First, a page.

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Fadey Duh

Opengl. X, Y, Z only that Y is up/down.

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I tend to see a top-down camera as the default camera.  Therefore:

  • In world coordinates, x is east-west, y is north-south, and z is up-down.
  • In screen coordinates, x is left-right, y is up-down, and z is forward-back.
  • In the default top-down camera, world x maps to screen x, world y maps to screen y, and world z maps to screen z.
  • The camera can be moved and rotated arbitrarily, which means that usually there is no direct mapping from world coordinates to screen coordinates.

Using y for world up-down is just weird, because the up-down axis is obviously the "special" one and therefore it should not sit between the other two axes.  Likewise, using any camera orientation other than top-down as the default is just weird, because I always plan out my 3D spaces starting with a 2D top-down map.

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Posted (edited)

What’s stopping you from still using zup?

 

all of my games that I write in OpenGL are built on the idea that the zaxis is the up axis.

 

its all in the view matrix.

Edited by orange451

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51 minutes ago, orange451 said:

What’s stopping you from still using zup?

 

all of my games that I write in OpenGL are built on the idea that the zaxis is the up axis.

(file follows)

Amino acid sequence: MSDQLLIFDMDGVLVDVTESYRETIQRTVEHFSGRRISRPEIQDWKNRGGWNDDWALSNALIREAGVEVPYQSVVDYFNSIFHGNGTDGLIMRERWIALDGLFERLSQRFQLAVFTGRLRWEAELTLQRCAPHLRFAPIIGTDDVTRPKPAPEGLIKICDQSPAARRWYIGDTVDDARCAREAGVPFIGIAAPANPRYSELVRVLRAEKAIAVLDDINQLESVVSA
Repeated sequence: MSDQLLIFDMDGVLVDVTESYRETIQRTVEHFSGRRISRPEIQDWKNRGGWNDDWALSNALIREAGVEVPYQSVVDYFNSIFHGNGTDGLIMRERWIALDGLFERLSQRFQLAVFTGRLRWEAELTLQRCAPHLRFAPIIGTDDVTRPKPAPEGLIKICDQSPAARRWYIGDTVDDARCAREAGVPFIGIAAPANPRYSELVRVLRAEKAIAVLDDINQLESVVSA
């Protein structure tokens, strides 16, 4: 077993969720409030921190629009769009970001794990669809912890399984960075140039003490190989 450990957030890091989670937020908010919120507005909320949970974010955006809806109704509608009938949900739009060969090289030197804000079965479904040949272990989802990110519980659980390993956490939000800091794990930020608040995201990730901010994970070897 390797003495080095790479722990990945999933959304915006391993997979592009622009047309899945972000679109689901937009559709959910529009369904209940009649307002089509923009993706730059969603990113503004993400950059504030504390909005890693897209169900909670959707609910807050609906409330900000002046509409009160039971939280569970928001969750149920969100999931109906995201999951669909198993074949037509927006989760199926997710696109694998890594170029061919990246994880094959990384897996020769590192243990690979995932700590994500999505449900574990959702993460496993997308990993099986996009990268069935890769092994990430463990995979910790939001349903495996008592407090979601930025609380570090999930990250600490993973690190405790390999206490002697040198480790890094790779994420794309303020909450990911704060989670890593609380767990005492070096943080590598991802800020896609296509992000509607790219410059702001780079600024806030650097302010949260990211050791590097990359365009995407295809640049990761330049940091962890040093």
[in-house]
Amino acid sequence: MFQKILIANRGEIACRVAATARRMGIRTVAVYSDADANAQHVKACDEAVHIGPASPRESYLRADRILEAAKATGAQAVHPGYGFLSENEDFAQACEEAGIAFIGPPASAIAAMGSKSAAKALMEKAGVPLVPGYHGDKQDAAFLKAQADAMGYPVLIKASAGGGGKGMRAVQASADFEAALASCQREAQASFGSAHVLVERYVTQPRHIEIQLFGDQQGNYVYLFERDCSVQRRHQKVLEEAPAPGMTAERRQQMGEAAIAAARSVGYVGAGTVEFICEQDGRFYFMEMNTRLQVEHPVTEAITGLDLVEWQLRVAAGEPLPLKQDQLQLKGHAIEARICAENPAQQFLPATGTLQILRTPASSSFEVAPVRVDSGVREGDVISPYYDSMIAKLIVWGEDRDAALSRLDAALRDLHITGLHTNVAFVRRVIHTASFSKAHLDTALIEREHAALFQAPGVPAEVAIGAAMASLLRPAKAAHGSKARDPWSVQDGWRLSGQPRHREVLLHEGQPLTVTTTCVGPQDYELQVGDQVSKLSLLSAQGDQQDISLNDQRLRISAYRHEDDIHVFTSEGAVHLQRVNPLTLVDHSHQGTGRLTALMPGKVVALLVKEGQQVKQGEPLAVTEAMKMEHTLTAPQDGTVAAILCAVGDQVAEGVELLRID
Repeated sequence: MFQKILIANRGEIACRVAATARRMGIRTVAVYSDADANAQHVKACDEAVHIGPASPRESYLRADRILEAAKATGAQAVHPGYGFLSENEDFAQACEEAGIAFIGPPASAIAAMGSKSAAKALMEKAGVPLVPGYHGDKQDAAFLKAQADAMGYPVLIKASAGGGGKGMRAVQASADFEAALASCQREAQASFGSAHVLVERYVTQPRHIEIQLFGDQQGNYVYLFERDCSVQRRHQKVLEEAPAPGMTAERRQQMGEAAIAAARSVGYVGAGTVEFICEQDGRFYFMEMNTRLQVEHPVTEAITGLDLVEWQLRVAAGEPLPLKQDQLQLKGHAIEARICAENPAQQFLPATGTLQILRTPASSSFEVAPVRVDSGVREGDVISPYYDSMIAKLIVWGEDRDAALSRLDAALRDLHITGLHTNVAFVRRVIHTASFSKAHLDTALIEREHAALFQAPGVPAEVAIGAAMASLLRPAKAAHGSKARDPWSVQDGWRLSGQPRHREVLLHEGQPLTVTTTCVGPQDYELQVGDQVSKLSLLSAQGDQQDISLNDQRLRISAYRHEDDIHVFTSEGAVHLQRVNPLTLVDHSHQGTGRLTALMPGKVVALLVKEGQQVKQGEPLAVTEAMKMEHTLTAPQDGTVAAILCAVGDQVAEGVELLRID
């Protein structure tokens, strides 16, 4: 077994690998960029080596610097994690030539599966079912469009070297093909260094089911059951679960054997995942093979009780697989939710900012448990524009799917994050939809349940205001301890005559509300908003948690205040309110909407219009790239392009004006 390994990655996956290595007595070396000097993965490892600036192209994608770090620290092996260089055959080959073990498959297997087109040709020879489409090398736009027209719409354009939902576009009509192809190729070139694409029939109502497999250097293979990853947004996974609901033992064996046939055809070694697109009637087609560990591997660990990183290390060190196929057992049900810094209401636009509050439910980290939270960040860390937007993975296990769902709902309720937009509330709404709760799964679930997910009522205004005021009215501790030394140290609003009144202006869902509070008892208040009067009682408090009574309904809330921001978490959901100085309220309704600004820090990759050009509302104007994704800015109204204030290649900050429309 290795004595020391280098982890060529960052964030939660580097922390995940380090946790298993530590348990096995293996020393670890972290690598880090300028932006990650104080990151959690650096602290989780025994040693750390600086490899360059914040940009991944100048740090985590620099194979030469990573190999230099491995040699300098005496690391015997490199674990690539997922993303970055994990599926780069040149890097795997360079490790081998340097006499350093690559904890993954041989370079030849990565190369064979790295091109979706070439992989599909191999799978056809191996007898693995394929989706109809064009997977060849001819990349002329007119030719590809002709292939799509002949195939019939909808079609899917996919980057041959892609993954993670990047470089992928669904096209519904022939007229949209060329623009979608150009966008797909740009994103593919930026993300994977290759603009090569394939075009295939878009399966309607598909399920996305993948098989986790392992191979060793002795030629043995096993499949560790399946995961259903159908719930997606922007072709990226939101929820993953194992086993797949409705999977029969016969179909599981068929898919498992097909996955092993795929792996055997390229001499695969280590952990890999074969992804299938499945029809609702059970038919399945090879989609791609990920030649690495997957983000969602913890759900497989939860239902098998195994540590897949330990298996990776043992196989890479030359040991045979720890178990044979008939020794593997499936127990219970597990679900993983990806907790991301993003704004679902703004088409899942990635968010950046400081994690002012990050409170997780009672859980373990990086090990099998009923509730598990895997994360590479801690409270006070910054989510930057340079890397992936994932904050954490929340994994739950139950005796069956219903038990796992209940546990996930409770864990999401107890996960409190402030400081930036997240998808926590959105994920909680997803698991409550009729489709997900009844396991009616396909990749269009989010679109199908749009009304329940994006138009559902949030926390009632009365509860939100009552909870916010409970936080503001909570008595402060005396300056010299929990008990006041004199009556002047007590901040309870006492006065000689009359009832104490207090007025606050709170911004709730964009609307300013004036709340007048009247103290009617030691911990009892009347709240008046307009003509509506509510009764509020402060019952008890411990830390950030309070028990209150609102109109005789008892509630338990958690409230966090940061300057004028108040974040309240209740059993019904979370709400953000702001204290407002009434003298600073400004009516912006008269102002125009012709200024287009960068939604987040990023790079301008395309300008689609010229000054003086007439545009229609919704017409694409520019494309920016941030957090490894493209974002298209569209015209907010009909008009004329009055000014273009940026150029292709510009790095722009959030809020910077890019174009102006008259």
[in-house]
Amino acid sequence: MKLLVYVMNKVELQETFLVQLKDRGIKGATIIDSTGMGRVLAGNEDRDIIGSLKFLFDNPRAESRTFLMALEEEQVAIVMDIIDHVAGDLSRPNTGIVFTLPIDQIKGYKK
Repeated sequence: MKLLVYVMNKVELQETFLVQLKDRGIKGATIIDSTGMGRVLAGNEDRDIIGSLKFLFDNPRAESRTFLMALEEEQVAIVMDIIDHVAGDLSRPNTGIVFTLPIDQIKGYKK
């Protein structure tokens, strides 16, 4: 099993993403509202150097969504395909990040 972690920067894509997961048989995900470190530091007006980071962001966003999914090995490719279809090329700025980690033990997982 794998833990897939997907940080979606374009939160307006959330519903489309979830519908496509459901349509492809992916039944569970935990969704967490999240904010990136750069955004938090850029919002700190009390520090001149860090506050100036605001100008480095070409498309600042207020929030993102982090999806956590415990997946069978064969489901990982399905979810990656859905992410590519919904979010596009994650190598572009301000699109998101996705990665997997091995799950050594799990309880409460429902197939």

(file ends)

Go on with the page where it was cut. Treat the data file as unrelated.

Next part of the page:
its all in the view matrix.

That is true but doesn't we need to perform extra calculation to get that zup?
My theory of just rotation screen roll way did not made sense it appeared. I'm still down for getting zup if there
is a way to get it done without extra performance nor writing my own matrix library. I'm using qt.

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2 hours ago, Fadey Duh said:

That is true but doesn't we need to perform extra calculation to get that zup?
My theory of just rotation screen roll way did not made sense it appeared. I'm still down for getting zup if there
is a way to get it done without extra performance nor writing my own matrix library. I'm using qt.

I'm not familiar with qt, but generally speaking, choice of coordinate system convention isn't a performance issue. At most it might lead to a couple extra math operations per frame (and it might not even require that).

As for having to write your own math code, if the framework you're using doesn't completely abstract away the underlying math, and if the math library you're using provides even the most basic matrix functionality (such as matrix multiplication and the ability to set matrix elements directly), you should be able to do it. (Getting the math right is of course a separate issue.)

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